Group Title: Press bulletin
Title: Burning fertilizer
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 Material Information
Title: Burning fertilizer
Series Title: Press bulletin
Physical Description: 2 leaves : ; 21 cm.
Language: English
Creator: Scott, John M ( John Marcus )
University of Florida -- Agricultural Experiment Station
Publisher: Florida Agricultural Experiment Station
Place of Publication: Gainesville
Publication Date: 1910
Subject: Fertilizers -- Florida   ( lcsh )
Organic wastes -- Burning   ( lcsh )
Genre: government publication (state, provincial, terriorial, dependent)   ( marcgt )
non-fiction   ( marcgt )
Statement of Responsibility: by J.M. Scott.
General Note: Caption title.
General Note: "January 29, 1910."
 Record Information
Bibliographic ID: UF00090363
Volume ID: VID00001
Source Institution: University of Florida
Holding Location: University of Florida
Rights Management: All rights reserved by the source institution and holding location.
Resource Identifier: oclc - 82318837

Full Text


Florlda Agricullural Experiment Slallon

By J. M. Scott
What kind of fertilizer to purchase, and where to buy it, are ques-
tions that cause much worry. Yet this is not such a hard problem to solve,
if we will only make use of the large mass of waste material that annually
grows on the farms, and which is too frequently burned. True, we cannot
produce all the fertilizer on the farm; but every ton saved means just that
much less to buy. The farmers of no other State in the Union can so
easily grow a large amount of vegetable matter to use as a fertilizer, as can
be done in Florida.
Burning Destroys Ammonia
There is no more wasteful method of disposing of a crop of bean vines,
grass, or weeds, than by burning them. It is true that ashes are a ferti-
lizer. But quite often we sacrifice a large amount of ammonia for the sake
of obtaining-no, not obtaining, but merely seeing-a few pounds of ashes.
When velvet beans are grown and the vines left on the ground to be
plowed under during the following winter, they add ammonia to each acre
equal to an application of 1900 pounds of cottonseed meal; to say nothing
of the value of the humus added by the decay of these vines. If, on the
other hand, the vines are burned, as is the too common practice, we lose
a fertilizing value equal to 1900 pounds cottonseed meal. All of the humus
is also destroyed; and all we get in return is a few pounds of visible ashes.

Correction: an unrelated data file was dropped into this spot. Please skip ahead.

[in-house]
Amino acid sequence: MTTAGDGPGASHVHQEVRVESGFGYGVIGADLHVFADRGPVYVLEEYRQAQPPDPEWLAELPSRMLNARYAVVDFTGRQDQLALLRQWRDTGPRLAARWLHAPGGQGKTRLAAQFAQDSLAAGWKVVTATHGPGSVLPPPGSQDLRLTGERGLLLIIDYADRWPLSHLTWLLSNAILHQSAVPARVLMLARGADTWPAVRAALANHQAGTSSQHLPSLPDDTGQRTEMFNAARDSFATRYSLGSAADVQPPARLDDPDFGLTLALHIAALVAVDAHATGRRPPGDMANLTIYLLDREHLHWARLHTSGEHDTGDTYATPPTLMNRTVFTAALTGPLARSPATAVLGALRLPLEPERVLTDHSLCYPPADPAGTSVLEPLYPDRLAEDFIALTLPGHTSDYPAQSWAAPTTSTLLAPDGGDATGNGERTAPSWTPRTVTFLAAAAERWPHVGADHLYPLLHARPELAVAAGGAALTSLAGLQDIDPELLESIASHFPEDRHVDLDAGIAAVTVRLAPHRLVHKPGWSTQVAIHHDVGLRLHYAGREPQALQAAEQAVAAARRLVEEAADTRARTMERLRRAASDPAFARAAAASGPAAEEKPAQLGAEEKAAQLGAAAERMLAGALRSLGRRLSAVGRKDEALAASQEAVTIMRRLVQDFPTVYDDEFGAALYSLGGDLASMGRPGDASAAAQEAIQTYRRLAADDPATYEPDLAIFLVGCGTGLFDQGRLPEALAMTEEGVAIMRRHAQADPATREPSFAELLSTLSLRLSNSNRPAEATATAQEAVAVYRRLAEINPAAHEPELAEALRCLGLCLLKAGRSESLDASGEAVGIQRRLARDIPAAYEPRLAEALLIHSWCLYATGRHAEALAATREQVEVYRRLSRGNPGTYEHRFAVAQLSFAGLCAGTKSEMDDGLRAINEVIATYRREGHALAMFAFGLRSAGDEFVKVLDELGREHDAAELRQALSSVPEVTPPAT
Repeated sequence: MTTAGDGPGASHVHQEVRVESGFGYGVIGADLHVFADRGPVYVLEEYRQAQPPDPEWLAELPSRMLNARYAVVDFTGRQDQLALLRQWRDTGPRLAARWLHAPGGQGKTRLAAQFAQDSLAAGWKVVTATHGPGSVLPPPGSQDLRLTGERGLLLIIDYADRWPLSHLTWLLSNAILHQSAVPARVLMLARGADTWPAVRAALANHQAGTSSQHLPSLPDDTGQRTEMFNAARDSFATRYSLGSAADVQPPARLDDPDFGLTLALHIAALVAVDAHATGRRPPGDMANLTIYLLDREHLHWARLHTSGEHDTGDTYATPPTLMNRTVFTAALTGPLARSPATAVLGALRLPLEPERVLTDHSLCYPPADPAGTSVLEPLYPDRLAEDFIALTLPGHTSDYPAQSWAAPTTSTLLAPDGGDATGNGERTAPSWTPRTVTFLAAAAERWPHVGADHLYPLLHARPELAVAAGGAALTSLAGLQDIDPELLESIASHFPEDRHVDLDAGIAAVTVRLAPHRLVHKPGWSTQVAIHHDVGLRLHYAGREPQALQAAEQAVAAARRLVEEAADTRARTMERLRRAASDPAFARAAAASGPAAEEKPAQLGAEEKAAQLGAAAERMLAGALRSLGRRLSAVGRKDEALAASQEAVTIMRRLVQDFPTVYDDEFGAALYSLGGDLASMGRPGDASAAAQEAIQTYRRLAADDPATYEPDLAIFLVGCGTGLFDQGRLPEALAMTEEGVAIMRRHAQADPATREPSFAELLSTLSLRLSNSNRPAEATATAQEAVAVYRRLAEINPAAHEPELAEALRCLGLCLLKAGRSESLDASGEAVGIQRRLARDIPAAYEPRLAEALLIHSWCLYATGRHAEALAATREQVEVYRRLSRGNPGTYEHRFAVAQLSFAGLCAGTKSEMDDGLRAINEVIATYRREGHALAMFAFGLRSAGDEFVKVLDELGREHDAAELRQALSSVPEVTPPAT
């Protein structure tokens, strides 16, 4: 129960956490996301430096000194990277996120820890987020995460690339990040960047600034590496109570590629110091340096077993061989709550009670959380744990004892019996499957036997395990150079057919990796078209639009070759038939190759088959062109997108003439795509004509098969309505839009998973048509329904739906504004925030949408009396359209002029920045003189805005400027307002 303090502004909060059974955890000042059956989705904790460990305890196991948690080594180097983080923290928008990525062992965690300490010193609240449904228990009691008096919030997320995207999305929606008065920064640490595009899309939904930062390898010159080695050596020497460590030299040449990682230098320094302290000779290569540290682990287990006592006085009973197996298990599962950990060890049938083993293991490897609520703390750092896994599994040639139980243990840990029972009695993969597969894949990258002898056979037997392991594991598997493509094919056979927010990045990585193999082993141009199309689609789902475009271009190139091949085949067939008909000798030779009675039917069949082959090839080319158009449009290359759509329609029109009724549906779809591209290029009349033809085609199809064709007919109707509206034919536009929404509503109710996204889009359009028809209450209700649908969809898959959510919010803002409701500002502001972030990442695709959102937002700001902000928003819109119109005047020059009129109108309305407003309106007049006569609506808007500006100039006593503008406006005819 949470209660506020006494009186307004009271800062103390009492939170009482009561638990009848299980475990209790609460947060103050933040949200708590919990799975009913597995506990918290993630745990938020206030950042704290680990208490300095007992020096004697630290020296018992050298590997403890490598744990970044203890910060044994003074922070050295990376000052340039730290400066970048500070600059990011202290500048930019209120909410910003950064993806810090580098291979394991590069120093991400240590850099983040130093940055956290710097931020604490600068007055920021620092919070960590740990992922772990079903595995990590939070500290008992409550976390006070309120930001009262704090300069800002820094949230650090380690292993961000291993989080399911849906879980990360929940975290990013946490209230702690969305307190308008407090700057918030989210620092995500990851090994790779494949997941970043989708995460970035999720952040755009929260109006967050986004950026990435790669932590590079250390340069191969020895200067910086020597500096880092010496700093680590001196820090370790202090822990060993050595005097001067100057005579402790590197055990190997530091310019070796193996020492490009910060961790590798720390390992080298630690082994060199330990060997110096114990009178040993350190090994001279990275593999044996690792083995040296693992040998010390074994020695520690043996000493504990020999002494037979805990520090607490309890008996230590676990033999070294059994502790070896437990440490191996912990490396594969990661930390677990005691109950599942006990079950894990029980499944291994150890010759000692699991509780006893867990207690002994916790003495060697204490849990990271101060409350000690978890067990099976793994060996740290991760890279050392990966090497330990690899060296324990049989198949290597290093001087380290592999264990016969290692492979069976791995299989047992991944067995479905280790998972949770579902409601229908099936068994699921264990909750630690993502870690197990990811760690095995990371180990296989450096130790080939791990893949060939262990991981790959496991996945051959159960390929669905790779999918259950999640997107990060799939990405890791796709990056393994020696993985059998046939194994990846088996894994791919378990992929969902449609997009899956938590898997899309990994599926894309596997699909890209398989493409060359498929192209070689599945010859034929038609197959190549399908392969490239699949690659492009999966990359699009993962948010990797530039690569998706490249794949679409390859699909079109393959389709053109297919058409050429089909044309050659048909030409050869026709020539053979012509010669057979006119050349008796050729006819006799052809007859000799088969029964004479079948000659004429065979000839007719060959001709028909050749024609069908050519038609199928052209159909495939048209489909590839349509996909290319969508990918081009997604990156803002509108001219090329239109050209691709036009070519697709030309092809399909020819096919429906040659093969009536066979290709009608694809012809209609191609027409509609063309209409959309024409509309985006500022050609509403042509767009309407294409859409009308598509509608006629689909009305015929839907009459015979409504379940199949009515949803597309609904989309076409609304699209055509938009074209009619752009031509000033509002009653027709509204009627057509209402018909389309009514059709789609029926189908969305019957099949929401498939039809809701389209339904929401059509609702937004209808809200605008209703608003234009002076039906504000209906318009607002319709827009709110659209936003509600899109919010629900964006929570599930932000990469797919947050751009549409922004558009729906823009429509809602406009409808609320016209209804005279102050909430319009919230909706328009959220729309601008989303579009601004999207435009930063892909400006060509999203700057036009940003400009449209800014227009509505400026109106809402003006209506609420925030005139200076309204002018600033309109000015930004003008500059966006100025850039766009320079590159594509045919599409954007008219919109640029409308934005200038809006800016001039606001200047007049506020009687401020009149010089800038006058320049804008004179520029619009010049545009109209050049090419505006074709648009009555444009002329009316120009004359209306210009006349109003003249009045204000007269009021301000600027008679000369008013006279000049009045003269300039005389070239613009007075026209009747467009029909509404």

But the fertilizing materials in the ashes (potash, and phosphoric acid)
are there all the time in the vegetable matter; and when this is not
burned, the crop can get them as the humus decays.
It is not necessary to grow a crop for fertilizer only. Nearly always
after we lay by a crop of corn, or after a vegetable crop is taken off, if no
other crop is planted, we get a good growth of crabgrass and beggarweed.
If this is not cut and cured for hay, it should be plowed under during De-
cember or January for fertilizing material.
Pound for pound, beggarweed and cowpeas are equal to velvet beans
as a fertilizer. Crabgrass, corn stalks, cotton stalks, and weeds, are not
so rich in ammonia as the leguminous crops just mentioned; but pound for
pound they add as much humus, and are well worth saving. Any vegetable

January 29, 1910

matter properly plovwed under has a beneficial effect, though not all to the
same degree.
Waste of Humus by Burning
Humus is a dark colored powdery substance formed from decayed vege-
table matter; such as decayed corn-stalks, cotton-stalks, roots, grass, weeds,
and vines. When plants decay and become a part of the soil, the humus formed
Mvie'g. WI... VMlIls (TIMy 4r utecome a part o0 the Soni=, '
from them increases the water-holding capacity of the soil, makes a clay
soil loose and mellow, and turns a white sandy soil black. The humus itself
does not add any fertility to the soil, except what is found in the ammonia
and ash of the plant-remains; but it aids the crop in obtaining more fer-
tility from the soil. As we increase the percentage of humus in the soil, we
at the same time increase the water-holding capacity of the soil. All plant-
food must be in solution before it can be taken up and used by the plant.
Hence, humus increases the plant-food holding capacity of the soil.
Plowing Under
To obtain the best results from plowing under vines, weeds, and grass,
four things are essential. (1) The plowing must be done during December
or January so as to allow time enough for the vegetable matter to decay
and become a part of the soil. (2) The ground must be in the proper condi-
tion for plowing; that is, neither too dry nor too wet. (3) A large plow
must be used, which will go deep enough to cover the weeds and vines. (4)
Sufficient draught power must be available to properly draw the large plow.
The plow for this work should not be less than 14 inches, and a 16-inch
plow is better. Better still is a 30-inch disc plow. If it is not possible to
secure a disc plow, it will-be found advantageous to go over the field with
a disc harrow before plowing. If the ground has a heavy coat of vines or
weeds, it will be found necessary, after going over the field once, to cross
it with the disc harrow. This will cut and break the trash up; so that,
with a rolling coulter on the plow, but little trouble will be experienced in
turning everything under.

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